Impaired driving – it’s not just about booze anymore

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Impaired drivingImpaired driving used to be known as, simply, drunk driving. Booze, slurring, weaving, and driving home a pal who had ‘one too many’ were the simple clues we needed to identify when to stay out of the driver’s seat. Things aren’t so cut and dried anymore. Impaired driving happens for many reasons: alcohol, recreational drugs, prescription and over-the-counter medication, texting, and lack of sleep.

For many of us, driving is an essential and daily activity that we end up sharing with friends, loved ones, and complete strangers. That makes driving both a personal and a communal activity and because of this, the overarching principle of not being a danger to yourself and others speaks to many of us. We all know drunk driving is a crime (not to mention a social faux-pas and the ultimate display of bad manners), but it’s time for us to evolve our definition of impaired driving to include other activities that undermine our contributions to road safety.

Impaired driving can happen when…

  • You’re drinking – this is the situation we think of first.
  • You’re high on recreational or ‘weekend’ drugs.
  • You’re taking your prescription medicine as prescribed.
  • You’re taking over the counter medication.
  • You’re texting or talking and the phone fell and you’re just going to grab it quickly…
  • You did not get enough sleep and you’re drowsy.
  • You’re in road-rage mode and not thinking rationally.

Consider if any of these situations have applied to you. In some instances, you may have been completely oblivious to the fact that you were, in fact, driving impaired. You can keep yourself, your family, and the roads safe by taking some simple precautions to avoid getting on the road while you’re in a state of disrepair.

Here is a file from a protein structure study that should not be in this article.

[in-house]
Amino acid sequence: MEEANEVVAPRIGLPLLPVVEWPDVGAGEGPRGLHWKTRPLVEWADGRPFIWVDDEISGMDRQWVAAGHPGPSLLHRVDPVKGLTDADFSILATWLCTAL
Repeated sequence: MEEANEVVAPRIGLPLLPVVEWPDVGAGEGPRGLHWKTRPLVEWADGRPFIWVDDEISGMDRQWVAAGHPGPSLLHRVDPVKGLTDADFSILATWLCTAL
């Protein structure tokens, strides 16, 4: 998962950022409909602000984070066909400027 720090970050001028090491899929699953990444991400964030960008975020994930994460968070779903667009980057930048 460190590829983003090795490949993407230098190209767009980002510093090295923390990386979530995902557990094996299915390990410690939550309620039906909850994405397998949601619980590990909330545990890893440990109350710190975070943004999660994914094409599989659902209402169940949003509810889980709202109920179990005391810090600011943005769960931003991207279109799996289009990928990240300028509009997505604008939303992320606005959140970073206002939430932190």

Avoid impaired driving with these easy tips:

  • Choose to be or have a designated driver – avoid drinking and/or recreational drugs altogether when you’ll be driving later. According to the RCMP, ‘impaired driving is driving while you are under the influence of alcohol or drugs.’ One and you’re done!
  • Stick to the one drink per hour rule, and know when you’ve had enough.
  • Talk to your pharmacist – your prescriptions or over-the-counter medication may be causing drowsiness or other side-effects that can impair your motor skills. Your pharmacist can tell you more about this and about any side-effects of taking multiple pharmaceuticals at the same time.
  • Cage your phone – put it in the glove-box to avoid temptation or, if you must talk, use a hands-free device.
  • Don’t be a hero – if you’re tired, stay where you are, ask someone else to drive, or pull over and have a cat-nap. Falling asleep at the wheel is not a memory you want.
  • Simmer down – if road rage has become part of your experience, it’s time to cool it. Take up some stress relieving activities like exercise or meditation and remind yourself that being right is not more valuable than being safe. For some tips, have a look at this article on managing road rage.

Updating our definition of impaired driving is an easy way to make roads safer for ourselves, our friends and loved ones, and the total strangers who make up our community. And that will help us all sleep better at night!

If you could use some additional help coping with a tendency to drive impaired, handling your road rage, or are worried about a family member, please contact your EFAP to talk about how a counsellor can support you and your goals.

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